1A system of sending messages by holding the arms or two flags or poles in certain positions according to an alphabetic code.
- ‘if you learn semaphore or the Morse code, you'll have a fun way to send messages’
- 1.1An apparatus for sending messages by semaphore, consisting of an upright with movable parts.
- ‘the room was long enough to need a semaphore to signal from one end to the other’
- 1.2A set of gestures intended to convey a message.
- ‘I saw Edward jumping up and down, performing an elaborate semaphore with his hat’
transitive verb[with object]
Send (a message) by semaphore or by signals resembling semaphore.‘Josh stands facing the rear and semaphoring the driver's intentions’
- ‘One could say the word ‘red’ aloud, or semaphore it from a cliff, or send it in Morse code, or write the French word ‘rouge’ on a blackboard, or point to a color chip.’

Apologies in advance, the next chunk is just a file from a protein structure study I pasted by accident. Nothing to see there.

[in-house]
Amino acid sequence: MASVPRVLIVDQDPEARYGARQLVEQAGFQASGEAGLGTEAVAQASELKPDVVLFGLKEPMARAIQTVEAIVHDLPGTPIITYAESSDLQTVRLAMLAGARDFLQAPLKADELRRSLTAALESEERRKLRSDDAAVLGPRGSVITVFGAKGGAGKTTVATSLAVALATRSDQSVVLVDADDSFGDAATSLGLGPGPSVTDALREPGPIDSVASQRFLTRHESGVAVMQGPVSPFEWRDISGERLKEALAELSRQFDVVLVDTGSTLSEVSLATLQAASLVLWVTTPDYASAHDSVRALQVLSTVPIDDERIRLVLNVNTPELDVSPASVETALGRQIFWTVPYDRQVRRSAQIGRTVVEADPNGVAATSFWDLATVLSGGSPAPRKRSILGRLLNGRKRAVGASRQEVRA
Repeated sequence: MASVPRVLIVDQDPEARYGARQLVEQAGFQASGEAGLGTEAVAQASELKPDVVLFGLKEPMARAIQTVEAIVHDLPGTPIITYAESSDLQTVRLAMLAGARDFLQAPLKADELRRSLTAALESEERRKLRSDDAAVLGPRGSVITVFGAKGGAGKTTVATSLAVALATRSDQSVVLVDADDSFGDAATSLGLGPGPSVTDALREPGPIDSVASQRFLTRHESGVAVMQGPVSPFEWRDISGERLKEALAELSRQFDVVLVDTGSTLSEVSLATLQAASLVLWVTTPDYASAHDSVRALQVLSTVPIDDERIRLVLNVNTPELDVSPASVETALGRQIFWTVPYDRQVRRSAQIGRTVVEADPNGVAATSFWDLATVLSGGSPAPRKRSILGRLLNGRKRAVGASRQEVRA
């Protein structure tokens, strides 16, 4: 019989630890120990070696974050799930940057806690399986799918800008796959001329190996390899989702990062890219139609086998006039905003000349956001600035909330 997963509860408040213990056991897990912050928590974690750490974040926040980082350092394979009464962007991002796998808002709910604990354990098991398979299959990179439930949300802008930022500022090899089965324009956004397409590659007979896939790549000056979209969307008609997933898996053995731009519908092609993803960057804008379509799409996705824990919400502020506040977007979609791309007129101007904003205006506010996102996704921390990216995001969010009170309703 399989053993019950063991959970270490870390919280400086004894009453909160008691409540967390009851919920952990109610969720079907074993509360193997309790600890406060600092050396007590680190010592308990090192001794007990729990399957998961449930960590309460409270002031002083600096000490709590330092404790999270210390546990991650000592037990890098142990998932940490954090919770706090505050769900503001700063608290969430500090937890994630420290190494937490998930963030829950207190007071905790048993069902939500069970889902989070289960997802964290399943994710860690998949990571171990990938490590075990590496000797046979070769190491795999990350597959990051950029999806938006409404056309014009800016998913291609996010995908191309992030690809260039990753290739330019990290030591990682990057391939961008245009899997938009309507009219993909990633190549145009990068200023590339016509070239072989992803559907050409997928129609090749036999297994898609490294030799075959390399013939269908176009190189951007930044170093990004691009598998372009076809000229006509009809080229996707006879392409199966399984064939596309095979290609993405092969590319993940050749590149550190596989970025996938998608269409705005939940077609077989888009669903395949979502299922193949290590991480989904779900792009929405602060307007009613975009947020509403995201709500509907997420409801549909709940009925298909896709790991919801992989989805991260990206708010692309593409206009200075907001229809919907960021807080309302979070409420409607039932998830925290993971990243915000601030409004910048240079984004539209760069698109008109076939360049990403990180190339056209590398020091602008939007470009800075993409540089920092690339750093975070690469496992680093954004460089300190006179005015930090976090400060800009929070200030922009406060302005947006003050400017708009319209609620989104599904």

- ‘He semaphores his designerlyness by wearing flouncy shirts and exuding a faint whiff of camp.’
- ‘I'm speaking of Kelly's movie personality, as semaphored by his body language, and perhaps as filtered not by the age that he emerged from but by the one that followed him.’
- ‘The only part that seemed alive was the eyes, bright blue - too blue - and in constant motion, so that they seemed to be semaphoring some sort of secret coded message: first all blue, then milky white, then blue again.’
- ‘He does so, prompting the linesman to semaphore the word ‘offside’ with his arresting flag.’
Early 19th century (denoting a signaling apparatus): from French sémaphore, formed irregularly from Greek sēma ‘sign’ + -phoros.